At a time when the influence of institutional religion is waning in many part of the world, Pope Francis remains one of the most trusted and popular people on Earth. Leader of an estimated 1.2 billion Catholics across the world, Francis has put the weight of his authority squarely behind a global call to action to stop what he calls "the ecological crisis" we all now face.
Typically, a Papal Encyclical issued by the Pope is a top-level teaching document addressed to Catholics. In recent decades encyclicals have been addressed to "all people of goodwill," and Francis' latest Laudato Si (Blessed Be) is one such document.
“This encyclical is aimed at everyone" the Pope said before the Encyclical's release. "Let us pray that everyone can receive its message and grow in responsibility toward the common home that God has entrusted to us.”
Pope Francis consulted for months with a range of leading experts on environmental and climate issues, many from the Pontifical Academy of Sciences which includes 80 of the world's top scientists from 36 countries. Members of the Academy have won 48 Nobel Prizes to date. In the past several years, the Academy has commissioned extensive research on climate and sustainability, among them Fate of Mountain Glaciers in the Anthropocene in 2011, Sustainable Humanity, Sustainable Nature: Our Responsibility in 2014 and Climate Change and the Common Good in 2015.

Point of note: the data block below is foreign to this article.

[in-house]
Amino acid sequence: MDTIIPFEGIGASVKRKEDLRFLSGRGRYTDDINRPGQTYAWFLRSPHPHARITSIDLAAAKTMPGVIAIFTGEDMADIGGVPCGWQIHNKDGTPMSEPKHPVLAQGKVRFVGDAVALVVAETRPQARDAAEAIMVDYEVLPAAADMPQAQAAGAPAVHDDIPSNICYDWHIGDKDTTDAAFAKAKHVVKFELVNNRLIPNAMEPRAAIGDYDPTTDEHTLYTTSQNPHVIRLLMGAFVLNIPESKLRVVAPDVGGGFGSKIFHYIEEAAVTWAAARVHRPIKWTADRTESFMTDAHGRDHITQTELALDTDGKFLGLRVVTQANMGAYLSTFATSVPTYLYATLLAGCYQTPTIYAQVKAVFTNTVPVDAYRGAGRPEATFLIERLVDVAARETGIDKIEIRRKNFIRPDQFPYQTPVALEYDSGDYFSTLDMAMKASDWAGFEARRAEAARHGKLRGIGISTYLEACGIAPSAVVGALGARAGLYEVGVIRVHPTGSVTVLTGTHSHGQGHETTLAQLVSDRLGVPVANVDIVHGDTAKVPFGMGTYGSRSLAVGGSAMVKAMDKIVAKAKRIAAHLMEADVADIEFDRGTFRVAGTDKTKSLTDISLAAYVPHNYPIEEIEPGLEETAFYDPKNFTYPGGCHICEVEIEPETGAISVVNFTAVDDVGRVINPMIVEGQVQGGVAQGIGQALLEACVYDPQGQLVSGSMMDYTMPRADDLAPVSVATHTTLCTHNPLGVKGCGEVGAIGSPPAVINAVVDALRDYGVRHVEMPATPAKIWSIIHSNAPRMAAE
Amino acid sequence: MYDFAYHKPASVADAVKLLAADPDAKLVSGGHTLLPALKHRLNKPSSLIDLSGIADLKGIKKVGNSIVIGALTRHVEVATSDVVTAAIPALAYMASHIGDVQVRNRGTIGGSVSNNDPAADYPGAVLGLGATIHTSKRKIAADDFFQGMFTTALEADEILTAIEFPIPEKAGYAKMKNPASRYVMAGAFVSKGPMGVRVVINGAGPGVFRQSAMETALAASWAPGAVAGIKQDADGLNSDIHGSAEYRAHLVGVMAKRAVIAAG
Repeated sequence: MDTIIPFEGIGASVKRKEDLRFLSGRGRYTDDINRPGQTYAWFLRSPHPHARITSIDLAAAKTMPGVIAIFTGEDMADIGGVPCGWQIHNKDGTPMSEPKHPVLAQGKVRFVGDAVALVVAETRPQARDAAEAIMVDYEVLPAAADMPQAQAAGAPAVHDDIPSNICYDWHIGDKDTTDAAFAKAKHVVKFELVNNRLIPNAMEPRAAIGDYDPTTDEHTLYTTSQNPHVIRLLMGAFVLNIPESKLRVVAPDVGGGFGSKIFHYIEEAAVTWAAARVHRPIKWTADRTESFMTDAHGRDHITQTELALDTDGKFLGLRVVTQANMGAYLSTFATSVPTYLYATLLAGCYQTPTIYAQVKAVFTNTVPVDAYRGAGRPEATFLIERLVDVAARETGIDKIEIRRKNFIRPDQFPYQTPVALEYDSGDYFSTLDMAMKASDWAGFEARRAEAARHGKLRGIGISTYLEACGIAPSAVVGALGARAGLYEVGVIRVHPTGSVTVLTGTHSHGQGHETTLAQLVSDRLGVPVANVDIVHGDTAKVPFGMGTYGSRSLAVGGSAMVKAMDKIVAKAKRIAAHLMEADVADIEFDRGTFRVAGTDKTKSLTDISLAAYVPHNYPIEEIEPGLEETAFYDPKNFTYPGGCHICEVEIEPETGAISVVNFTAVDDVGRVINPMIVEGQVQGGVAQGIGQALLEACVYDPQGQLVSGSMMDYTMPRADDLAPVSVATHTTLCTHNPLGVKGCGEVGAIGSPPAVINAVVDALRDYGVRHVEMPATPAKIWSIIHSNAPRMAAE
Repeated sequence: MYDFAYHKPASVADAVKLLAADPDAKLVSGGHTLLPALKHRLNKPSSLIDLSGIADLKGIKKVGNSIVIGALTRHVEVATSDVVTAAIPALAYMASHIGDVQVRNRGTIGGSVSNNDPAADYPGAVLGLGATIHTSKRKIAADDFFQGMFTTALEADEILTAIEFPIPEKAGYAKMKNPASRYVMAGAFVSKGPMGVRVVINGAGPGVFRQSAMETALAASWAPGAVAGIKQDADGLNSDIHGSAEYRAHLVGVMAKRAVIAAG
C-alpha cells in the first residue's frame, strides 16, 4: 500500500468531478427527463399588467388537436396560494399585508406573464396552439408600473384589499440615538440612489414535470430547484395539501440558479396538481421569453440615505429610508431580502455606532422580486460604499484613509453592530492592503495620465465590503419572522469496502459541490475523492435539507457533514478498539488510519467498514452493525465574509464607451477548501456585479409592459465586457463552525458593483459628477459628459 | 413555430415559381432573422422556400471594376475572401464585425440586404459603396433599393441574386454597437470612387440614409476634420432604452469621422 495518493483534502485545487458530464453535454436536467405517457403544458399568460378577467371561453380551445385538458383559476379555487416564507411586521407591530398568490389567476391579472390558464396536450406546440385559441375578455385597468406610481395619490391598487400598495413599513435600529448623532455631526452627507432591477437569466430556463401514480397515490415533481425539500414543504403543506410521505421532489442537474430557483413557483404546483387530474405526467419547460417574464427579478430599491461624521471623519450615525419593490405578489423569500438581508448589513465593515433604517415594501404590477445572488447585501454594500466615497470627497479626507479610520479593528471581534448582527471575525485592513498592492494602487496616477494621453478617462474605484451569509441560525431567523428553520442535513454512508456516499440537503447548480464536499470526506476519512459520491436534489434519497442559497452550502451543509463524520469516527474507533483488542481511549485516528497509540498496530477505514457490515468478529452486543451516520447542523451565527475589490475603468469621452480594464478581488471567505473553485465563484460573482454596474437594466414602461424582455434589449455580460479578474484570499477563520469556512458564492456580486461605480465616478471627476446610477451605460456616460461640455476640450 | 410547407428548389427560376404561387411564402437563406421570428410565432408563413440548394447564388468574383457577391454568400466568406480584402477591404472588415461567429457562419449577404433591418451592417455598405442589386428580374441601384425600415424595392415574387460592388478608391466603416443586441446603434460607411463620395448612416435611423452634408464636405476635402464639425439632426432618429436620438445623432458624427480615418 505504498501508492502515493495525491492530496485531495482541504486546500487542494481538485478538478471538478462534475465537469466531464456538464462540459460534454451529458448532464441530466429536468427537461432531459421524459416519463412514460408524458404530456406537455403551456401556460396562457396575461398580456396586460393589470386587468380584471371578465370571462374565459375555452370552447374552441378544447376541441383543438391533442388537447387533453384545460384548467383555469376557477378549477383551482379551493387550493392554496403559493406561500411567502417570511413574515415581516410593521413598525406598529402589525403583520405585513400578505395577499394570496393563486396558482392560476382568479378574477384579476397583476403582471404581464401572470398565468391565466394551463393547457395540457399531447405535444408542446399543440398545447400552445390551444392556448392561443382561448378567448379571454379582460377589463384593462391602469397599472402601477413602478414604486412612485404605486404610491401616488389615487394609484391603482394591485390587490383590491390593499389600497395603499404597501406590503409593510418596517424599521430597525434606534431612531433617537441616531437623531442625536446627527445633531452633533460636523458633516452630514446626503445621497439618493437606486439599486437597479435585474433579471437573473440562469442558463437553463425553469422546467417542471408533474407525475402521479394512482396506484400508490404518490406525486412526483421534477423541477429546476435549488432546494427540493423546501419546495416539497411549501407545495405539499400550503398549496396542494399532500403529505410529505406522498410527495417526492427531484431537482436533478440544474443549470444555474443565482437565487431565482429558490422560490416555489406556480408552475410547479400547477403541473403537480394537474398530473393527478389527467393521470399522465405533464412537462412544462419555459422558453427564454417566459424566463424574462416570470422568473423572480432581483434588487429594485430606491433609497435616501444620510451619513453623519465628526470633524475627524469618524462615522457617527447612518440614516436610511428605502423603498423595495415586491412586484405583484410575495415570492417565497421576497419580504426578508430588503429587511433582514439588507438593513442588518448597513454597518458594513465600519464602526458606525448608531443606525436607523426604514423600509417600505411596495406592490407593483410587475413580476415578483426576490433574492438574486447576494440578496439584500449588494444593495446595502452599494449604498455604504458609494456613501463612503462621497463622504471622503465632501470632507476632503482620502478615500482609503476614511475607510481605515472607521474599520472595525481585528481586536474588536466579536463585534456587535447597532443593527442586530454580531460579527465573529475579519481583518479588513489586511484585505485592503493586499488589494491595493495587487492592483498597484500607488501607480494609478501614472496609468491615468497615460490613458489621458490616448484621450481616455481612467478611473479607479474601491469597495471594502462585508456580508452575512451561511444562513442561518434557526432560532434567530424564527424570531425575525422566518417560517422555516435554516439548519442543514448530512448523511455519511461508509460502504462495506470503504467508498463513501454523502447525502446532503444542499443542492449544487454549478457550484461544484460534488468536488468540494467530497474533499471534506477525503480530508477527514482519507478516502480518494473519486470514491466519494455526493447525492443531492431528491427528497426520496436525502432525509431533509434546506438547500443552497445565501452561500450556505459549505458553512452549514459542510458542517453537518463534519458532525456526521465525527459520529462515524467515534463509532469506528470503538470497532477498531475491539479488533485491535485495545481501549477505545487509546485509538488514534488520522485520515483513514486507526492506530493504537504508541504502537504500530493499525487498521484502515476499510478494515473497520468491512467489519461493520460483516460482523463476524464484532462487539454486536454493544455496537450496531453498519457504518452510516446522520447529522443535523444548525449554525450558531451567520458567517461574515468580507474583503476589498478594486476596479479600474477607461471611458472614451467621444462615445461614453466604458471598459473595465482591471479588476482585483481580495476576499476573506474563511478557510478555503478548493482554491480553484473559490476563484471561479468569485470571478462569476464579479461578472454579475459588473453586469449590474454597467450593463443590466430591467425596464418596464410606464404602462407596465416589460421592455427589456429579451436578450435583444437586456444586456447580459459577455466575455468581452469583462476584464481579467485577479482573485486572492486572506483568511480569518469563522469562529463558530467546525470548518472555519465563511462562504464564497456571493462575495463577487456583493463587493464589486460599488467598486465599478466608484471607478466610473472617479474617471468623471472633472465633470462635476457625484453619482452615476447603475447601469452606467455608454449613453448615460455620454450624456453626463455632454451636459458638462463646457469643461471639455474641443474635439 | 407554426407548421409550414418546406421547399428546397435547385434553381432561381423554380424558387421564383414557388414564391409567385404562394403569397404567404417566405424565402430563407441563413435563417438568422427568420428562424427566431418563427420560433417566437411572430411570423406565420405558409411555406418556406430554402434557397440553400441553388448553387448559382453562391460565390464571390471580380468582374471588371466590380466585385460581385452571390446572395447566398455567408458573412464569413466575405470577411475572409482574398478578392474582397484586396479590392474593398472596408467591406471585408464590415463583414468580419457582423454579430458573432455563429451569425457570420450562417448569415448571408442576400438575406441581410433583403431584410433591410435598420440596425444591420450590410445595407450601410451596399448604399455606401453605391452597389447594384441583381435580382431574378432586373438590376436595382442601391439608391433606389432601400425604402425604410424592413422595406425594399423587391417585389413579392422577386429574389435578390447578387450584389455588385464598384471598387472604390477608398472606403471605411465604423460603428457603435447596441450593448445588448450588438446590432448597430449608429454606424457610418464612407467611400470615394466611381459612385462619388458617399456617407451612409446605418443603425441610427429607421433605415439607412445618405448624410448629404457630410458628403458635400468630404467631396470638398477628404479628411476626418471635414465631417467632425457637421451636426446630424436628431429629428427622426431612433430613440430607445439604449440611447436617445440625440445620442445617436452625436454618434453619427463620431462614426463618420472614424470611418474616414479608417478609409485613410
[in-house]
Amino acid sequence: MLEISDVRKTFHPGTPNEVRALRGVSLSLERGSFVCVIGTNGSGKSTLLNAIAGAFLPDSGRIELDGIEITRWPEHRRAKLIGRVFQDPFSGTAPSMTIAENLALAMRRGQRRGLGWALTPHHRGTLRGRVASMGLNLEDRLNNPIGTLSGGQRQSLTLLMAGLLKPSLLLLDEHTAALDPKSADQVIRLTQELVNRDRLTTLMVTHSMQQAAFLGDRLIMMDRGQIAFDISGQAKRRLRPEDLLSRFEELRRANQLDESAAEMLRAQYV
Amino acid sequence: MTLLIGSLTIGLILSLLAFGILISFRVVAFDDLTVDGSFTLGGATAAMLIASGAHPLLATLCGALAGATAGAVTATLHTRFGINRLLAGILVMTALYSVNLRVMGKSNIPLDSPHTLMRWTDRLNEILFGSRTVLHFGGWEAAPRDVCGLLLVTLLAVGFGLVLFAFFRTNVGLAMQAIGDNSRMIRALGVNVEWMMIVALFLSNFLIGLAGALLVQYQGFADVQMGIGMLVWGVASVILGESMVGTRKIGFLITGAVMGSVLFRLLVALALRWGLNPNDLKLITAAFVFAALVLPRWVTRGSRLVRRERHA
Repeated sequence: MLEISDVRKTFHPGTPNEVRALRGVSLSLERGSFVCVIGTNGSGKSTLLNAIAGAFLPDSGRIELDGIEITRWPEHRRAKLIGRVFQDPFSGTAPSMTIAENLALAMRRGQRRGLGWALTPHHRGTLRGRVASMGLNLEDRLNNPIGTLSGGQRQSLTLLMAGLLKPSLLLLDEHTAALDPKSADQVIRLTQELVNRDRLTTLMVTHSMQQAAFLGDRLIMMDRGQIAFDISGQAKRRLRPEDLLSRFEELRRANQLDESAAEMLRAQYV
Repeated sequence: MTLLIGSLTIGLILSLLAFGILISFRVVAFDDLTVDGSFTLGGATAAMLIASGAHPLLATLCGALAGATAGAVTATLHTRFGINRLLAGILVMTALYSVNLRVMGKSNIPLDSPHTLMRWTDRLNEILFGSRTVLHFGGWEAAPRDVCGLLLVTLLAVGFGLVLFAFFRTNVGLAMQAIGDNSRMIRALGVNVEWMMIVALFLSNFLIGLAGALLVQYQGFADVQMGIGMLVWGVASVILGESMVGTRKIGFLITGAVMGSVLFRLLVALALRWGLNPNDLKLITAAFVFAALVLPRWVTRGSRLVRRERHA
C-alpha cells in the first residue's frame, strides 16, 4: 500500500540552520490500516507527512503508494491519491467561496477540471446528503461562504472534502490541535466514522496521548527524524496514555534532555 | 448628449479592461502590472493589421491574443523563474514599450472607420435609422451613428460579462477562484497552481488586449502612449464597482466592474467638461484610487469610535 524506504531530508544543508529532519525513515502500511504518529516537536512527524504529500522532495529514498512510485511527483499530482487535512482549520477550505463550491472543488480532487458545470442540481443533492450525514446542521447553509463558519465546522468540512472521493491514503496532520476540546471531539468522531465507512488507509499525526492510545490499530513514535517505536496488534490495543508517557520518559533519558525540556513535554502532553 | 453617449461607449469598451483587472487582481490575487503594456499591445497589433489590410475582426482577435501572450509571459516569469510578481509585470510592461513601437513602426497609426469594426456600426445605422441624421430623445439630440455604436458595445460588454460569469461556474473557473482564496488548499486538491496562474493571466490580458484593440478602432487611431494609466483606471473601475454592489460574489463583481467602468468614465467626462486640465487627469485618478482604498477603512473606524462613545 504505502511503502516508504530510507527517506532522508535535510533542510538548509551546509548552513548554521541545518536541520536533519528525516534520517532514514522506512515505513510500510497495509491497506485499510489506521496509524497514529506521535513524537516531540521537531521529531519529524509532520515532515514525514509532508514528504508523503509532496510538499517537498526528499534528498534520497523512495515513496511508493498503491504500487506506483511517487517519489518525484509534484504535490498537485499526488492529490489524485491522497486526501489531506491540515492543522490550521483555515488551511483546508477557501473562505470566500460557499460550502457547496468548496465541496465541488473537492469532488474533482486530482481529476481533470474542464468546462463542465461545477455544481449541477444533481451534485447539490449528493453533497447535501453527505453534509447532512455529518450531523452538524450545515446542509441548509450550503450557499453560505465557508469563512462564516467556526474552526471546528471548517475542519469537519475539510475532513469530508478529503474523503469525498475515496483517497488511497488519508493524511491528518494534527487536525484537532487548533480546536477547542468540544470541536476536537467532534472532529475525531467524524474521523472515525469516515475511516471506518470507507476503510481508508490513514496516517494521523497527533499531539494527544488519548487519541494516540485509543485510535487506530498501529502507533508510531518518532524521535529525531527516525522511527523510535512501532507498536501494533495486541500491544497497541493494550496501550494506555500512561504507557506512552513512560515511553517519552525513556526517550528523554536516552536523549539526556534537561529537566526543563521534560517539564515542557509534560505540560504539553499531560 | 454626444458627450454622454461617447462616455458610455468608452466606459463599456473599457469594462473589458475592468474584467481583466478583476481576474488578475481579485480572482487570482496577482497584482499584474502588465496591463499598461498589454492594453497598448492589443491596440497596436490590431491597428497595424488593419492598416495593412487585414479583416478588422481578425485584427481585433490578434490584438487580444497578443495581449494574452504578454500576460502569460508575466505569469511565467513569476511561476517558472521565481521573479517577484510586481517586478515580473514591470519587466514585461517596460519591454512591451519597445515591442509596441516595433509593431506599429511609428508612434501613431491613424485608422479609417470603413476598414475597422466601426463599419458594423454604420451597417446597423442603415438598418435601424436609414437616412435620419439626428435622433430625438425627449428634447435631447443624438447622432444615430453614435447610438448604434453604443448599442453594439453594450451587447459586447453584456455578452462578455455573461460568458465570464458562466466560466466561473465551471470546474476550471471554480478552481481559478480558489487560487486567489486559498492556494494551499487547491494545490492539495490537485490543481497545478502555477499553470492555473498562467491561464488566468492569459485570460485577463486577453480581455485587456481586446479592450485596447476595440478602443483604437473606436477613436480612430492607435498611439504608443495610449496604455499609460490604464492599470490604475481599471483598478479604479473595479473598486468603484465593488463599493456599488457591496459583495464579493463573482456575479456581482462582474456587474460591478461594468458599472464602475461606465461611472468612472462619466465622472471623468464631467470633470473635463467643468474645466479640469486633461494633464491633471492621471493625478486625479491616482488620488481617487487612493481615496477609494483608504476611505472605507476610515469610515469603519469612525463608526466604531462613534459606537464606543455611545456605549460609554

The Pontiff himself studied chemistry, holding a "título" in chemistry, he worked for a time as a chemist before entering the seminary. The term "titulo" refers to a "secondary" degree but is not the level of a Masters degree widely reported in the press earlier this month. Not that it matters that much, since his job as a moral leader is to interpret into moral and ethical terms what the research from expert scientists reveal.